Virtual Gourmet

  December 17,  2017                                                                                            NEWSLETTER


Christmas Wreaths in Salzburg, Austria (2017).
Photo by Galina Dargery


By John Mariani


By John Mariani

By John Mariani





The Hound in Heaven (21st Century Lion Books) by John Mariani is a  novella, and for anyone who loves dogs, Christmas, romance, inspiration, even the supernatural, I hope you'll find this to be a treasured  favorite. The  story concerns how, after a New England teacher, his wife and their two daughters adopt a stray puppy found in their barn in northern Maine, their lives seem full of promise. But when tragedy strikes, their wonderful dog Lazarus and the spirit of Christmas are the only things that may bring his master back from the edge of despair. 



The Plaza-Athenée

By John Mariani


    Little that happens in Europe seems to affect the super deluxe hotel market in Paris.  True, there was a downturn after the economic crash of 2008 and the terrorist attacks had a momentary impact, but Paris is nothing if not resilient and Parisians are dedicated to the proposition that life must be lived to the hilt at hotels like The Plaza-Athenée.

    The hotel underwent a 200 million euro ($268 million) expansion and renovation, and the day it re-opened in 2014, every one of its 154 rooms and 54 suites were booked. By integrating with three buildings that surround the hotel, including two luxury townhouses, The Plaza-Athenée has added 14 sumptuous guest rooms and three event spaces.  Outside, its famous bright red awnings are fresh and new, its geraniums in full bloom.

      The hotel debuted in 1913, managing to stay open during the First World War and expanding in size in the 1920s. In 2001 it was acquired three years later by the Dorchester Collection, whose properties include Le Meurice in Paris, The Dorchester and 45 Park Lane in London, Hotel Principe di Savoia in Milan, Hotel Eden in Rome and the Beverly Hills Hotel and the Hotel Bel–Air in Los Angeles. Each is geared to its location, so that the Plaza-Athenée, set squarely on the Avenue de Montaigne, made sure during the restoration that dozens of rooms and suites have dramatic views of the Eiffel Tower.  And every night throughout the year, the Tower lights up and sparkles for ten minutes at a time. What better vantage point than a terrace at the Plaza-Athenée?

    As at all the grand palais hotels of Paris—the Crillon, Ritz, Le Bristol, and others—restoration and enlargement were needed at Plaza-Athenée, not just to bring back what had been a regular, if aging, clientele but also to attract a younger generation for whom light, color and every modern amenity for the business traveler would be available.  (I recall that some years ago most of the  deluxe hotels actually charged for Wi-fi, which struck many as the height of penny pinching; today Wi-fi is free.)

    There is new white Carrara marble in the grand lobby (above) of the Plaza-Athenée, and heavy curtains have been removed in order to let in the natural light. The place is awash with huge displays of flowers, while roses of every color are everywhere. In 2008, the Dior Beauty Institut was opened at the hotel (left).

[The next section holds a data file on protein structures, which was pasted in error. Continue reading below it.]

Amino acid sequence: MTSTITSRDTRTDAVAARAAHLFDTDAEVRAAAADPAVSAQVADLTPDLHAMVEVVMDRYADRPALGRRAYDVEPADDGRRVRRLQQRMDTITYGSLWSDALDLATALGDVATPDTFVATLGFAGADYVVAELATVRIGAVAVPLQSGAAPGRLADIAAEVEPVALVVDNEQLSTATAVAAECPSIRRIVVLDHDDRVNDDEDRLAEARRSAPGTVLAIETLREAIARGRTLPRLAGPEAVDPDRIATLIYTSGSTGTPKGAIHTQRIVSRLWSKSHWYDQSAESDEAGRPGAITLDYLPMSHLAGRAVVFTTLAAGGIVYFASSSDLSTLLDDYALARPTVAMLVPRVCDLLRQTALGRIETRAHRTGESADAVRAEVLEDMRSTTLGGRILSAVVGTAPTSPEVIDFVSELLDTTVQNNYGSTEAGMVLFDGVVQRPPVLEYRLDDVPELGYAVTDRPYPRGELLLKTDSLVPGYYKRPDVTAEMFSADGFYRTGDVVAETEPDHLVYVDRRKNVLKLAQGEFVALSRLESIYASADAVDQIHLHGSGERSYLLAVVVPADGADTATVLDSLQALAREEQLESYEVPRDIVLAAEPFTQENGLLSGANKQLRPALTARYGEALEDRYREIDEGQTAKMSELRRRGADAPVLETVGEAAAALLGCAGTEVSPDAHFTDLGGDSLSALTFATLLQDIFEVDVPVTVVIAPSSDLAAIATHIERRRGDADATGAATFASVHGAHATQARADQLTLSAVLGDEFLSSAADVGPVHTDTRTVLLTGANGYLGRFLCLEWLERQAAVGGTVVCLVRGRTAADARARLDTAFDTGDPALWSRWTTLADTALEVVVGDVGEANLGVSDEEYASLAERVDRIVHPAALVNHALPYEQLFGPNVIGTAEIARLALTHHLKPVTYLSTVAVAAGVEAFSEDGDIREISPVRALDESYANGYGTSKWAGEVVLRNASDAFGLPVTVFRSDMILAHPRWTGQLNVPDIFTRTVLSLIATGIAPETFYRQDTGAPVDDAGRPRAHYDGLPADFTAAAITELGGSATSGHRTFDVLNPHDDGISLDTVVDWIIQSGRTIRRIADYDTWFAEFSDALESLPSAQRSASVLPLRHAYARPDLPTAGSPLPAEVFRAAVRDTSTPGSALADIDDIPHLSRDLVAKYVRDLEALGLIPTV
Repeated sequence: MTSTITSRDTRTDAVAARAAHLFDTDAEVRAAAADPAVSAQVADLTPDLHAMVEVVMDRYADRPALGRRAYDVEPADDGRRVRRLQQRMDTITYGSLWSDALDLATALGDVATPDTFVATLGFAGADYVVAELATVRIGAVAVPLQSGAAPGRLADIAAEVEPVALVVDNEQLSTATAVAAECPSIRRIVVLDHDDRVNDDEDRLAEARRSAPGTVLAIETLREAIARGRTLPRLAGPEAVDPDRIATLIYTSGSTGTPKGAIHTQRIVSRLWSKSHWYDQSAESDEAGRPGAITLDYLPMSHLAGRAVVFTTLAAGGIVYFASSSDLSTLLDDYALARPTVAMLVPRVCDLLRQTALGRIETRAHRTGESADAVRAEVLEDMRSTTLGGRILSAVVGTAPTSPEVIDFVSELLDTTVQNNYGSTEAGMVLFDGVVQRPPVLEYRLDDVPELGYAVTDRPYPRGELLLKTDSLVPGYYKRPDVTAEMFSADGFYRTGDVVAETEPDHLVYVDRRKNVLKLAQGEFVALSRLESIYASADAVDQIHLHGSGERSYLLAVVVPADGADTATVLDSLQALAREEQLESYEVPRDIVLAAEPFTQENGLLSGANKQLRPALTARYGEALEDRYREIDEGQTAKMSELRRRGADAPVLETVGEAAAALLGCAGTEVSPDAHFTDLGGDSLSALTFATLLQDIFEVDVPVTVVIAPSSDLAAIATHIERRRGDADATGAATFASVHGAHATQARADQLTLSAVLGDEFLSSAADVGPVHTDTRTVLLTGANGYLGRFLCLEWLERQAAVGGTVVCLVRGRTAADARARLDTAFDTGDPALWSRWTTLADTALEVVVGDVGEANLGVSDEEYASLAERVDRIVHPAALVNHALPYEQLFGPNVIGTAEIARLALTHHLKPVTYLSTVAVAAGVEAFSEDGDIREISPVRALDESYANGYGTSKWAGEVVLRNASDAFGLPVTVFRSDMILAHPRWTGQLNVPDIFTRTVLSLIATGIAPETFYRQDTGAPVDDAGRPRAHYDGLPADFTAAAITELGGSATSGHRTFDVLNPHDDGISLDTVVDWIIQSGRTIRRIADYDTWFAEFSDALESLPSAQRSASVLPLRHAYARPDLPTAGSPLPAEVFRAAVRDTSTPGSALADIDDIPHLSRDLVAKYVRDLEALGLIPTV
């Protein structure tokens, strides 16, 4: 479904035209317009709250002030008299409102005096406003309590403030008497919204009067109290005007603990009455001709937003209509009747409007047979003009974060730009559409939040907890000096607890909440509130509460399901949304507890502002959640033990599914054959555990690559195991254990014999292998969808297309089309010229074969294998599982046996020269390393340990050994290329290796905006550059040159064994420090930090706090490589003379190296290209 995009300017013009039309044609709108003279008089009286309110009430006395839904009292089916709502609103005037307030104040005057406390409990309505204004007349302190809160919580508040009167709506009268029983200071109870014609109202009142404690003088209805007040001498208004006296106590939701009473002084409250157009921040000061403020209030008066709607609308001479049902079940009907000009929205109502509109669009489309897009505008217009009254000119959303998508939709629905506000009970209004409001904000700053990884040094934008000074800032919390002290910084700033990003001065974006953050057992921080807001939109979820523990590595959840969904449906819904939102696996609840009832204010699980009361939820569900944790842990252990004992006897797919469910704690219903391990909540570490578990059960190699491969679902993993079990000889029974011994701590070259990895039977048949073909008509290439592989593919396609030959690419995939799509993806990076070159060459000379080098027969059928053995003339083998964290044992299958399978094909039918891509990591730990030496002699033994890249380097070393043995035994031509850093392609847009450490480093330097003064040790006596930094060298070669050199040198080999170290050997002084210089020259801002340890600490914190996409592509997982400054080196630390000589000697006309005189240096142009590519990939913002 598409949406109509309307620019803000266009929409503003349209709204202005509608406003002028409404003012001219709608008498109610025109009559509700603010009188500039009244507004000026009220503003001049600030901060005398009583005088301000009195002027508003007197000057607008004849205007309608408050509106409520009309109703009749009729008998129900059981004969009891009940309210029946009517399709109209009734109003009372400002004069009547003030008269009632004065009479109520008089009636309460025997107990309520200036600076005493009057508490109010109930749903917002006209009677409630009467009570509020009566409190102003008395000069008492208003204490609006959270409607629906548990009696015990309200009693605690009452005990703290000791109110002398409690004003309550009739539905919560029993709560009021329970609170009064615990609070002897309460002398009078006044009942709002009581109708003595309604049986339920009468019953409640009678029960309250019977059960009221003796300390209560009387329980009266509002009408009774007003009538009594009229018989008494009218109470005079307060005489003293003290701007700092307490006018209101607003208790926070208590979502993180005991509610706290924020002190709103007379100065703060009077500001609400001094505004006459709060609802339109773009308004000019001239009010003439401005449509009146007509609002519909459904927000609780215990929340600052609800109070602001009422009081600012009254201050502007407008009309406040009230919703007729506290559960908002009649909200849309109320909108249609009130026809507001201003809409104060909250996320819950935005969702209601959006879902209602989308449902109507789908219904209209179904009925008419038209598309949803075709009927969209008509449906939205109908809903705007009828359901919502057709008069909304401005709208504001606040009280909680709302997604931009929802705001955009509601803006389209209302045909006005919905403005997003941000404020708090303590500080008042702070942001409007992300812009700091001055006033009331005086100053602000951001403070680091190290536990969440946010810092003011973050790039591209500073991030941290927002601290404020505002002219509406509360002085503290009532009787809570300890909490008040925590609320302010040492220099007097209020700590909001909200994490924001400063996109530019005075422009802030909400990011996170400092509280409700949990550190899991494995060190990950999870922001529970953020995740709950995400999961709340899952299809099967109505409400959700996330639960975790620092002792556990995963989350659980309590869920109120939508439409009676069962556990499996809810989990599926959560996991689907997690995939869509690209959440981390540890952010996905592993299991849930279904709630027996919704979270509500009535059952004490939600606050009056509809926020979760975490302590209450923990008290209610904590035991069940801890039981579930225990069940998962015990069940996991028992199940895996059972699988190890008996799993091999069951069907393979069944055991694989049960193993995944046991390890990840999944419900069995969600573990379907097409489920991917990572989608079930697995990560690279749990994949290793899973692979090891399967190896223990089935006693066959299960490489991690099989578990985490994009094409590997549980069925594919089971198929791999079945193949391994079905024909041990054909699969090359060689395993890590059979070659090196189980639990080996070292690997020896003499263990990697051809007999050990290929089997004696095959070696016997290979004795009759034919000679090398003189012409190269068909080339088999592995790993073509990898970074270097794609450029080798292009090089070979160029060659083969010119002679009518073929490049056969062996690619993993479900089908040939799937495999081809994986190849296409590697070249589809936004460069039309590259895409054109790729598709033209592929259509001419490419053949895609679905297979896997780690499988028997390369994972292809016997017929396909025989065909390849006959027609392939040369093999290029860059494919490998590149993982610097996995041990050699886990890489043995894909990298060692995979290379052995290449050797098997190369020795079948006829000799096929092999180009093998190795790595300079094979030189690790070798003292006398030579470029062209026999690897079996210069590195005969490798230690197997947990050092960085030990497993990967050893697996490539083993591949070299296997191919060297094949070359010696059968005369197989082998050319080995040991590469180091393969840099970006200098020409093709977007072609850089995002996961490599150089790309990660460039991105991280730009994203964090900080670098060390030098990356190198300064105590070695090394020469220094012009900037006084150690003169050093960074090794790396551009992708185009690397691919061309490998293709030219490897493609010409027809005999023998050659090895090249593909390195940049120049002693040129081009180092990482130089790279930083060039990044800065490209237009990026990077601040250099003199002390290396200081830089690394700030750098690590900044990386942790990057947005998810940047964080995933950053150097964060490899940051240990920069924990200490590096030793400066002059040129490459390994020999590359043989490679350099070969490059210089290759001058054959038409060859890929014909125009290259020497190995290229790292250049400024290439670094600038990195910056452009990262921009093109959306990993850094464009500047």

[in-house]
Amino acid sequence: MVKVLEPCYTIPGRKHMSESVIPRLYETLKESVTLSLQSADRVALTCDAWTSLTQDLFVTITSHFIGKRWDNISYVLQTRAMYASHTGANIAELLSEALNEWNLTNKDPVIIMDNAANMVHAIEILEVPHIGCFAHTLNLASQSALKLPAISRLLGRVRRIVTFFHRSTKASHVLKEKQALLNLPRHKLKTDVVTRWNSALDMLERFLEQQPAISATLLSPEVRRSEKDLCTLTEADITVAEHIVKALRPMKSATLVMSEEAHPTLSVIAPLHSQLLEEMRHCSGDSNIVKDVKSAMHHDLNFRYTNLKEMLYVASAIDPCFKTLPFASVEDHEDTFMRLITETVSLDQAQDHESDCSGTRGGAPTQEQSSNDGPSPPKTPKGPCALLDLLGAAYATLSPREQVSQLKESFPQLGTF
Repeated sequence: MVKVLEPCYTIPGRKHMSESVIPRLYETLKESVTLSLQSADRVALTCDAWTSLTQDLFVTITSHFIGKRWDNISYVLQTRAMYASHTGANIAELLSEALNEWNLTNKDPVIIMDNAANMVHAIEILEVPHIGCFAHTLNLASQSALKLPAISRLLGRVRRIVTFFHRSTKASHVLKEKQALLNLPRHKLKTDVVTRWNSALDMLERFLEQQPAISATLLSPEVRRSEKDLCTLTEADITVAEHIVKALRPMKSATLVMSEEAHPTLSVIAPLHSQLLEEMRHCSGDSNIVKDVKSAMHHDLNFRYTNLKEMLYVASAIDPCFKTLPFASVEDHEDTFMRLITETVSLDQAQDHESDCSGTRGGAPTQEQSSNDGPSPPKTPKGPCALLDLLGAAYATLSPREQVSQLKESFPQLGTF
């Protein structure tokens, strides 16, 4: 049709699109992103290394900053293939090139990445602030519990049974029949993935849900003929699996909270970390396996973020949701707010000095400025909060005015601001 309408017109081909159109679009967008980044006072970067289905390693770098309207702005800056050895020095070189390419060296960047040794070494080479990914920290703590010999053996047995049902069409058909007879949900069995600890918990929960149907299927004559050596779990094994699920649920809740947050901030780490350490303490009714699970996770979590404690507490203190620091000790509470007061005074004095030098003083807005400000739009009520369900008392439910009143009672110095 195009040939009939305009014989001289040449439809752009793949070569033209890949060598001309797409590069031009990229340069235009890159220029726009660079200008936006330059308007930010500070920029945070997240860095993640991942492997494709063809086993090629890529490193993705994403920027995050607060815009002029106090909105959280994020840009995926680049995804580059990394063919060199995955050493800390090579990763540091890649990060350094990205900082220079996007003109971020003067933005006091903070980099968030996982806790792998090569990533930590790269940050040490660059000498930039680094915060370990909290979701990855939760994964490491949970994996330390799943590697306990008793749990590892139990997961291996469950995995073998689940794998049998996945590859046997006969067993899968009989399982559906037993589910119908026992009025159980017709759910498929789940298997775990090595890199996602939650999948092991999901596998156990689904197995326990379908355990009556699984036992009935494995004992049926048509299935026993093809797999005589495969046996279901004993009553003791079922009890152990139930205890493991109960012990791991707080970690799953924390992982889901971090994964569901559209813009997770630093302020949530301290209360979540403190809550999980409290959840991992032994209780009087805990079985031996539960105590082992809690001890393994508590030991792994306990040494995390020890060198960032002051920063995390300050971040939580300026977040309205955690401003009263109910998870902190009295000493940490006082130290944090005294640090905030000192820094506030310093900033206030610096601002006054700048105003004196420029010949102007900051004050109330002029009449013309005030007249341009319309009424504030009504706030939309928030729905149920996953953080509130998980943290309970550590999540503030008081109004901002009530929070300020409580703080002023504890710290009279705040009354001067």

lain Ducasse’s namesake restaurant (three Michelin stars), which was once quite staid back in 2001, now shimmers with pale gray and white colors, curved mirrored installations, sparkling crystal snowfall chandeliers and dramatic dining alcoves, while the tables are now polished wood, all punctuated by works of art by Pierre Tachon, Shinichiro Ogata, Rina Menardi, Gérard Crociani and Tina Frey (right).

    I did not have a chance to dine at Alain Ducasse this time around, but he has taken a sharp new direction with his menus, inspired by what he calls “the fish-vegetables-cereals trilogy,” with chef Romain Meder. The natural flavors of  unusual ingredients are the menu’s focus in dishes like hemp seeds, leaves and butternut squash and pumpkin (95€); green lentils and caviar, with flavored  jelly (190€) and sea scallops, cauliflower and Comté cheese in pastry crust, with white Alba truffles (195€).  There is also a “Menu Garden-Marine” of three-half dishes and dessert at 390€.
    Head sommelier Gérard Margeon classifies his wines by generation, ten years, 15 years and back to 55 years, rather than region.

      Because the hotel’s more casual, and less expensive, Le Relais restaurant (left) is a historic landmark—opened in 1936 and used as a cafeteria for American soldiers after the Liberation of Paris—the room still looks much the same, but everything about its original art déco posh has been brightened and better lighted. Chef Philippe Marc features contemporary bistro cuisine.  (Ducasse runs both restaurants.)

    At Le Relais my wife and I enjoyed a dinner that began with excellent duck foie gras mi-cuit with figs (34€) and risotto with black truffles (72€), then moved on to a succulent roast chicken from Landes carved tableside (48€) and crispy pork belly with creamy polenta and olives (34€), ending off with a superb baba soaked in aged rum (20€) and a pecan-studded, cream-filled Paris-Brest (20€) by pastry chef Angelo Musa.  There is also a very well-priced three-course for both lunch and dinner at 54€.

    La Galerie is yet another venue, this one for breakfast, a light lunch, afternoon tea and from now until December 31, a repast of pastries, sandwiches and cakes along with the hotel’s special hot chocolate for 48€.

    Most glamorous of all is the new Le Bar, with its violet blue ceiling clouds of fabric, transparent resin bar, an array of signature cocktails, and a menu of club sandwiches and sushi, all accompanied by live jazz.

    My wife and I, just off a ten-day trip through Brittany and Normandy, sank deeply into our beds in a Junior Suite, which had one of the longest marbled bathrooms I’ve seen in Paris.  The colors of taupe and shades of violet, the delicate furniture, the vase of pink roses, and the view of the Eiffel Tower all contributed to a sense of 21st century elegance such hotels never had back when what was old was venerated and what was new was suspect.  Yet, no one would ever mistake the Plaza-Athenée for any other hotel, not even in Paris.